SCPS adds new security measures

Published 11:47 pm Monday, January 17, 2022

Southampton County Public Schools Superintendent Dr. Gwendolyn P. Shannon briefed the school board Monday, Jan. 10, on security measures being put in place due to the threats the school system has received thus far during the 2021-22 school year.

“It’s really unfortunate that we are having to take some of the security measures that we’re having to take today, but honestly, just today, one of our neighboring schools received a threat, and you all are well aware of the number of threats that we have received this year,” Shannon said. 

“So one of the things that we are doing at Southampton Middle School and Southampton High School is we will be utilizing metal detectors to enhance our security measures. And I think tonight when you all entered, everyone should have probably come through a metal detector.

“Some of the other things that we are doing is we have door access controls for admission to each of our school buildings, our employees have identification access badges, we have cameras in the hallways, parking lots, select classrooms and program centers, as well as the exterior of our buildings,” she continued. “We utilize Navigate Prepared, which is our student emergency management system, and it’s utilized by teachers and administration to handle incidents and to conduct drills.”

She noted that the school system has school resource officers, one of which was present at the school board meeting, as well as a school security officer, all of whom provide counseling and visibility in the schools.

“These officers do help to make our schools safer,” she said.

Shannon said the school division is benefiting from an increased presence of the Southampton County Sheriff’s Office, as well as the Virginia State Police.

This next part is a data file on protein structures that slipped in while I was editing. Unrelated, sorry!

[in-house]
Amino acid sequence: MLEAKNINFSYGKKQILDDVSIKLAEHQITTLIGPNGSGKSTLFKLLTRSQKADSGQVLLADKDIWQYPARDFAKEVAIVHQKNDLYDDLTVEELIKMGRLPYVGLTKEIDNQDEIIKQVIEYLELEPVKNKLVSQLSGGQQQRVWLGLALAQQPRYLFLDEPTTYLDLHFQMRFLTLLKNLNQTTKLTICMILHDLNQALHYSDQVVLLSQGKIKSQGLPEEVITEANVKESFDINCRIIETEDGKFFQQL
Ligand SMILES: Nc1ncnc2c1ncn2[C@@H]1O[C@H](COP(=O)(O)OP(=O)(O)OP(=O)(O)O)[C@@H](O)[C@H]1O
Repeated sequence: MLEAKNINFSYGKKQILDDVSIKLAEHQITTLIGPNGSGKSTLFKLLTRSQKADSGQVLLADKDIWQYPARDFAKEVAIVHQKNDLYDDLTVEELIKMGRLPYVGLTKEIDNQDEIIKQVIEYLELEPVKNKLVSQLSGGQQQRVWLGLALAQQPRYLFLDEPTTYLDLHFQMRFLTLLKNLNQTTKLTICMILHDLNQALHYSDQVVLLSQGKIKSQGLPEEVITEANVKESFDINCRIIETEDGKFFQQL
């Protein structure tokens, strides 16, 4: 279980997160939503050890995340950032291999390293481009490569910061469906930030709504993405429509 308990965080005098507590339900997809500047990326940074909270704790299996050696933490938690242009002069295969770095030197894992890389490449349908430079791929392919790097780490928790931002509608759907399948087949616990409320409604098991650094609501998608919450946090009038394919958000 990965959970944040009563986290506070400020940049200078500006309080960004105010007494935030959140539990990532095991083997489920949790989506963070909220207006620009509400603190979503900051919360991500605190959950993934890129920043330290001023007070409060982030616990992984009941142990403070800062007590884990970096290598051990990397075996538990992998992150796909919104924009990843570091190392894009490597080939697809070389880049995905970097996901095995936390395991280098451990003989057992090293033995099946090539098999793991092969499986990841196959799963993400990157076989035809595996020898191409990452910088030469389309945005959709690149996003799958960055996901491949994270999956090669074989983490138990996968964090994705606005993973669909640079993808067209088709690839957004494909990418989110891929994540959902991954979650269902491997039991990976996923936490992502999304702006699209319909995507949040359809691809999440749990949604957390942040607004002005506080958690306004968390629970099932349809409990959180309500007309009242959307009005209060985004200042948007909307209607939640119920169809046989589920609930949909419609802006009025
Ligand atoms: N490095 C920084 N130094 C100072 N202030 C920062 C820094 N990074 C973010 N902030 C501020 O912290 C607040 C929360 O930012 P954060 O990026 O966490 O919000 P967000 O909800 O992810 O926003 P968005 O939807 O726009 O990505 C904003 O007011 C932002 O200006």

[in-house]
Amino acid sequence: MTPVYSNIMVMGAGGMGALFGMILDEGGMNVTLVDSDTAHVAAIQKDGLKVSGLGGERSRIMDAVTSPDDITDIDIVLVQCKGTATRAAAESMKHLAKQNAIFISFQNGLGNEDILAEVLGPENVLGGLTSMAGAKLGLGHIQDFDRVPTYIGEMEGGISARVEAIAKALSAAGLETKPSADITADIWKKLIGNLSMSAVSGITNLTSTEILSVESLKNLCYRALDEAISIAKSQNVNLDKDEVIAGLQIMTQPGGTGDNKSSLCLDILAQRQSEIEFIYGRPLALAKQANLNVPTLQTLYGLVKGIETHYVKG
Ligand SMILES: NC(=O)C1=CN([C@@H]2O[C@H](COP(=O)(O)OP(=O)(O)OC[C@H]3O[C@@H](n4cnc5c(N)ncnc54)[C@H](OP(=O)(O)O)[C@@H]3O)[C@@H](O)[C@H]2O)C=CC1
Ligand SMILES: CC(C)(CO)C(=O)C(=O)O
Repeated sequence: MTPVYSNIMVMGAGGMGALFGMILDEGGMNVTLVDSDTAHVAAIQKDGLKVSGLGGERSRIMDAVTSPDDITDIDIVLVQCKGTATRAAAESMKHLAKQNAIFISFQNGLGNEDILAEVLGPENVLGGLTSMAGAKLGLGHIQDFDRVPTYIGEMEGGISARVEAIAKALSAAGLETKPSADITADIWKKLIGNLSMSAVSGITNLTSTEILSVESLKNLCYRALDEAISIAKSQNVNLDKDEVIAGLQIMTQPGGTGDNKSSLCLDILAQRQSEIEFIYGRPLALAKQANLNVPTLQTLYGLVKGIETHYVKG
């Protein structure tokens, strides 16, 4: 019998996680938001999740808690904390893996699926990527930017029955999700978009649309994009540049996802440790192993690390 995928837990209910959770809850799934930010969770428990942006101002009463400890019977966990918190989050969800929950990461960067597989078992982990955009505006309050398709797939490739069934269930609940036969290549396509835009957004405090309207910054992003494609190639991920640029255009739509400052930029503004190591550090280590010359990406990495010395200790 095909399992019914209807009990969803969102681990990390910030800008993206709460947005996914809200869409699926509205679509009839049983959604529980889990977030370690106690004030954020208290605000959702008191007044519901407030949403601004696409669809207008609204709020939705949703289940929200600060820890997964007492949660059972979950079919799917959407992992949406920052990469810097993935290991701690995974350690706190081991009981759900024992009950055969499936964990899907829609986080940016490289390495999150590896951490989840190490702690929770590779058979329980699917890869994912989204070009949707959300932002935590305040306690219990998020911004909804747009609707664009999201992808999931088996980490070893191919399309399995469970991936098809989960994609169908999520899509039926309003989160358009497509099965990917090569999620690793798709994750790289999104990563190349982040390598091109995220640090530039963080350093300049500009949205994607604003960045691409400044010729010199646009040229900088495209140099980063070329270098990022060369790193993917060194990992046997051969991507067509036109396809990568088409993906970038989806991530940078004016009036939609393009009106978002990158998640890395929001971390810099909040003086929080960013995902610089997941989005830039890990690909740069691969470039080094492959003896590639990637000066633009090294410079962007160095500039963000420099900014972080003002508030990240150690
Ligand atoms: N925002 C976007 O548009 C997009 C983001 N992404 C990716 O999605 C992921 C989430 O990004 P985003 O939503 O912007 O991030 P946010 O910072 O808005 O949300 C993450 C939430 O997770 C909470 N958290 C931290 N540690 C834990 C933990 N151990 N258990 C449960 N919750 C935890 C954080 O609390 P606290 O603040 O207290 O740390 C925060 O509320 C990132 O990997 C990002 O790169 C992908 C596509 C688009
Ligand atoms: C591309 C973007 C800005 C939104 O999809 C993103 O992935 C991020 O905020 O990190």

“From time to time, they will ask if it’s OK for them to just walk through our buildings, and of course, we welcome that,” she said.

She also said she and her team are encouraging division employees to continue forming positive relationships with students in an effort to maintain effective self-regulatory actions among students, as well as to help them know where to go when they’re not feeling OK.

“We are really encouraging positive relationships with our students and staff so that students will feel comfortable telling staff when they don’t feel OK,” she said. “And to that end, we have hired additional staff, and we’ve moved them from the division office level into the buildings.”

Some of these people include the school psychologist, school social worker, behavioral specialists, and the school system has added additional nurses and CNAs.

“We are working on trying to get some additional counselors as well, and by students knowing that these persons are in the buildings, they are going to their offices, they are talking to them, and we are hoping that this will divert some of the negative feelings and possibly negative behavior that may exist if these persons were not there,” Shannon said.

School board member William Worsham commended Shannon and her staff for treating the issue of security with the seriousness that they have.

“I want to thank you for that,” he said.

Shannon said, “I will say that we did have a parent to write us a letter expressing some concerns, and we read all of our parent communication, and we took it seriously. But it was not because of that parent communication that we did this, it was because of the need. The need is there. It exists. But we did appreciate the parent voicing her opinion.”